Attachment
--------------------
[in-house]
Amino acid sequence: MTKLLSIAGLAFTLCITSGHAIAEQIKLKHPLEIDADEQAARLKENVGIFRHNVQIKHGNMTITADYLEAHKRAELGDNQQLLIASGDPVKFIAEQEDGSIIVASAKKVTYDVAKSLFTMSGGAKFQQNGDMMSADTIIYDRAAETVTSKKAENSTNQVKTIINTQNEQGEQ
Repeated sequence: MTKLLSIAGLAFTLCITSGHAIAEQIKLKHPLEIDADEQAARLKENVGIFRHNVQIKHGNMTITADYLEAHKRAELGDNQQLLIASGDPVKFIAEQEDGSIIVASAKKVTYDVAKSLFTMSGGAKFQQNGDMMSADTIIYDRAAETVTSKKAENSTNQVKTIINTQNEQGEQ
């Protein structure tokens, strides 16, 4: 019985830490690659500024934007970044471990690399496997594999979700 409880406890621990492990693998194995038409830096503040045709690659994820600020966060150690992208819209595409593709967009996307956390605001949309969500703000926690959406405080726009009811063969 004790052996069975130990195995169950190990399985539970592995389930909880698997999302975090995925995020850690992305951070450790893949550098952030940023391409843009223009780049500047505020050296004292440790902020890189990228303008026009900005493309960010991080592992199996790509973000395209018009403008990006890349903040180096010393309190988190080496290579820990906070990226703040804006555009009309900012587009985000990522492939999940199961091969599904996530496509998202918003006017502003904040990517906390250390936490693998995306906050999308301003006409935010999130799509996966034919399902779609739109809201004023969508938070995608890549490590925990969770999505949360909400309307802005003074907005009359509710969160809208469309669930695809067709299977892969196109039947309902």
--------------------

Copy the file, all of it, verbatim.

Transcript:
[in-house]
Amino acid sequence: MTKLLSIAGLAFTLCITSGHAIAEQIKLKHPLEIDADEQAARLKENVGIFRHNVQIKHGNMTITADYLEAHKRAELGDNQQLLIASGDPVKFIAEQEDGSIIVASAKKVTYDVAKSLFTMSGGAKFQQNGDMMSADTIIYDRAAETVTSKKAENSTNQVKTIINTQNEQGEQ
Repeated sequence: MTKLLSIAGLAFTLCITSGHAIAEQIKLKHPLEIDADEQAARLKENVGIFRHNVQIKHGNMTITADYLEAHKRAELGDNQQLLIASGDPVKFIAEQEDGSIIVASAKKVTYDVAKSLFTMSGGAKFQQNGDMMSADTIIYDRAAETVTSKKAENSTNQVKTIINTQNEQGEQ
């Protein structure tokens, strides 16, 4: 019985830490690659500024934007970044471990690399496997594999979700 409880406890621990492990693998194995038409830096503040045709690659994820600020966060150690992208819209595409593709967009996307956390605001949309969500703000926690959406405080726009009811063969 004790052996069975130990195995169950190990399985539970592995389930909880698997999302975090995925995020850690992305951070450790893949550098952030940023391409843009223009780049500047505020050296004292440790902020890189990228303008026009900005493309960010991080592992199996790509973000395209018009403008990006890349903040180096010393309190988190080496290579820990906070990226703040804006555009009309900012587009985000990522492939999940199961091969599904996530496509998202918003006017502003904040990517906390250390936490693998995306906050999308301003006409935010999130799509996966034919399902779609739109809201004023969508938070995608890549490590925990969770999505949360909400309307802005003074907005009359509710969160809208469309669930695809067709299977892969196109039947309902």